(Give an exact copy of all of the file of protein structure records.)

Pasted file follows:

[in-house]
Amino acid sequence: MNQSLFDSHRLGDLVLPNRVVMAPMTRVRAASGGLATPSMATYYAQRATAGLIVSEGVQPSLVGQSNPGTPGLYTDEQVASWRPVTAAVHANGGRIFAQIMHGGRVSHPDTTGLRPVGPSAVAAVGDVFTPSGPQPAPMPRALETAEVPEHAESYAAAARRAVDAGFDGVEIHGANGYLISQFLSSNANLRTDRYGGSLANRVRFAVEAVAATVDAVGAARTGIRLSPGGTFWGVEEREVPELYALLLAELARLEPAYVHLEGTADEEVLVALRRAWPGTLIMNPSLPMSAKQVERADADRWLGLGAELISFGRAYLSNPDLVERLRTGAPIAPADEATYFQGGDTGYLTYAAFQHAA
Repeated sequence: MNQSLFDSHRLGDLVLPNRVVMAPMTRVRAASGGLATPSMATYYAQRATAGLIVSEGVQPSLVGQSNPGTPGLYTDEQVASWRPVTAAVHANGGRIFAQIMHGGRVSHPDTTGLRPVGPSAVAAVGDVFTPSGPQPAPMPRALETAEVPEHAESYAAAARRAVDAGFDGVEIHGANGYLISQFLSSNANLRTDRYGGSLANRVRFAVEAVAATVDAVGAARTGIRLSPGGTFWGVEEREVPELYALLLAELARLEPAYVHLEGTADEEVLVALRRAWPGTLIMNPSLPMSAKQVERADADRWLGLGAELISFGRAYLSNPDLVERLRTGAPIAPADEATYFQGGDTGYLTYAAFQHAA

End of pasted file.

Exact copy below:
[in-house]
Amino acid sequence: MNQSLFDSHRLGDLVLPNRVVMAPMTRVRAASGGLATPSMATYYAQRATAGLIVSEGVQPSLVGQSNPGTPGLYTDEQVASWRPVTAAVHANGGRIFAQIMHGGRVSHPDTTGLRPVGPSAVAAVGDVFTPSGPQPAPMPRALETAEVPEHAESYAAAARRAVDAGFDGVEIHGANGYLISQFLSSNANLRTDRYGGSLANRVRFAVEAVAATVDAVGAARTGIRLSPGGTFWGVEEREVPELYALLLAELARLEPAYVHLEGTADEEVLVALRRAWPGTLIMNPSLPMSAKQVERADADRWLGLGAELISFGRAYLSNPDLVERLRTGAPIAPADEATYFQGGDTGYLTYAAFQHAA
Repeated sequence: MNQSLFDSHRLGDLVLPNRVVMAPMTRVRAASGGLATPSMATYYAQRATAGLIVSEGVQPSLVGQSNPGTPGLYTDEQVASWRPVTAAVHANGGRIFAQIMHGGRVSHPDTTGLRPVGPSAVAAVGDVFTPSGPQPAPMPRALETAEVPEHAESYAAAARRAVDAGFDGVEIHGANGYLISQFLSSNANLRTDRYGGSLANRVRFAVEAVAATVDAVGAARTGIRLSPGGTFWGVEEREVPELYALLLAELARLEPAYVHLEGTADEEVLVALRRAWPGTLIMNPSLPMSAKQVERADADRWLGLGAELISFGRAYLSNPDLVERLRTGAPIAPADEATYFQGGDTGYLTYAAFQHAA